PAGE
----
I apologize for my bad habit of photographing light-colored rocks in the desert at noon on sunny days.  In the center left, though, you can see more of the hoodoos with capstones; another clearish one is at the lower right.
When the hoodoos lose their capstones, erosion takes place more quickly (and maybe even more dramatically).

The contrast between extremes is strong:   one minute you're driving through sleepy settlements in hardscrabble land, aware of boarded-up windows and dust in the little village of Peña Blanca, and the next you're walking through wonders in Kasha-Katuwe's Peralta Canyon while crows hint of darker mysteries in the sky just out of view.

You are conscious of the elements not in the gentle, domesticated way we play with them in gardens—a pool of water, a set of wind chimes—but as untamable dynamos with weight and strength and power and relentlessness behind them, as mindless forces before which you are soft and small.  You see how the wind chisels away layer upon layer of crumbling stone.

You walk through a slot canyon formed by flash floods and (always) more wind.

I'm 5 foot 7 and don't recall bending under that huge stone in the left-hand picture to go into the slot canyon.

Even in the mild days of autumn, you're aware of the fiery strength of the sun and grateful to the trees and hills that shade you from it.

You see life—stubborn, insistent, resilient life—in all its creativity and passion for continuity:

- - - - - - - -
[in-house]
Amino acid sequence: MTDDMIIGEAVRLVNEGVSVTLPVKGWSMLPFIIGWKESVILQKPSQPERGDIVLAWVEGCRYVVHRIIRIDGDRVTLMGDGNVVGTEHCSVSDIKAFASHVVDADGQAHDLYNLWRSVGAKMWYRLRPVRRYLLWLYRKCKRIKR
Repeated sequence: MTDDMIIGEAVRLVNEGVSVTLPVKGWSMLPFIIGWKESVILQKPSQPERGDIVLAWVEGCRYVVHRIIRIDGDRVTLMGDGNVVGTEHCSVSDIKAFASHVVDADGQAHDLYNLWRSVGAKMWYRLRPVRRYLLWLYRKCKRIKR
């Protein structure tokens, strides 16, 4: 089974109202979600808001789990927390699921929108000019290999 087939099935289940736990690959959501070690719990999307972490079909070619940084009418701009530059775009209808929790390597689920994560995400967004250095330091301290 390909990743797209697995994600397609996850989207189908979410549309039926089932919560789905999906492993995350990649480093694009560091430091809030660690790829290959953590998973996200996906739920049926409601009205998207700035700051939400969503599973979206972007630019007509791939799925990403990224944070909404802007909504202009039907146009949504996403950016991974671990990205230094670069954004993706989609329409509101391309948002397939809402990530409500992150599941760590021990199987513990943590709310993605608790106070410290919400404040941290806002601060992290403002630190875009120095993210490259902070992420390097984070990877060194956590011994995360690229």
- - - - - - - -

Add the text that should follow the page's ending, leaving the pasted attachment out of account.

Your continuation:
The people in the first two photos give a sense of scale to the roots on the ponderosas.

and you are aware of it hanging in the balance, walking the razor edge with oblivion:

In many of the earth's other extreme places you can be aware of existence both reduced and exalted to its bare bones.  This is the corner I'm walking in now.

Sometimes all you can do is wander in awe.

Thursday, November 3, 2011

Late Arrivals

or The Last Hurrah

When the hummingbirds leave around the first of October, the party goes kind of flat.  Your favorite guests have gone—not that you don't care for the others, too, of course.  But the goldfinches, housefinches, sparrows, and mourning doves are the mixed nuts of the party, while the hummingbirds are the champagne.  You can count on them to add zest and a touch of magic to anything they do.  And with their explosive tempers, you never know when sparks will fly, or when a high-speed chase will ensue.  You wouldn't enjoy the party nearly as much without the other birds, but when the hummingbirds leave, they take a lot of the fizz with them.

When the sandhill cranes return near the end of the month, then, they are doubly welcome.  You hear their creaky purr sounding long before you see them, and when you first catch sight of them gliding down the Rio Grande valley,  the sun glinting off their silvery, upturned wings against an azure sky... Oh, they do know how to make an entrance.  Late arrivals though they are, they breathe new, dramatic life back into the party.  They bring a new character to it, too, a touch of elegance and dignity.